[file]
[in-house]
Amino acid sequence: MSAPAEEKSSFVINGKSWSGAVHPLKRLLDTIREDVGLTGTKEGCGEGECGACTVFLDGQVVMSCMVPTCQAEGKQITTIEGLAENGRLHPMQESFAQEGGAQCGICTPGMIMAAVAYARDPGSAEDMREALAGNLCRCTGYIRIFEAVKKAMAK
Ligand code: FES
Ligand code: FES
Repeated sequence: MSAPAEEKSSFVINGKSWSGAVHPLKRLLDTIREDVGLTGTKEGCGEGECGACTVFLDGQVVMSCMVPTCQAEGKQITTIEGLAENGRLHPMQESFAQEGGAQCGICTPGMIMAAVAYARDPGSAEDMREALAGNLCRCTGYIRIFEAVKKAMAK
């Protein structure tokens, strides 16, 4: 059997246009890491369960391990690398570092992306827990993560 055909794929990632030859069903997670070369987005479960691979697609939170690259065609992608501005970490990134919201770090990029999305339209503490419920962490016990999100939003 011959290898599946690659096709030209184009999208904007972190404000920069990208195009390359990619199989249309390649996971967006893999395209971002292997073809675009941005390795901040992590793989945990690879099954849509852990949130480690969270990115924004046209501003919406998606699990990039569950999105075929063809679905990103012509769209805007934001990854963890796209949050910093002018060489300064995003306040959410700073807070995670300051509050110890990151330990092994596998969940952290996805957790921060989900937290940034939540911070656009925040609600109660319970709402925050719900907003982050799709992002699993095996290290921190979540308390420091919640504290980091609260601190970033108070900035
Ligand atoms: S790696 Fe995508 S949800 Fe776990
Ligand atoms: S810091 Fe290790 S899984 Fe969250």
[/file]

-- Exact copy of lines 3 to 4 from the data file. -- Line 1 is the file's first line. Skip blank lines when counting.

Ligand code: FES
Ligand code: FES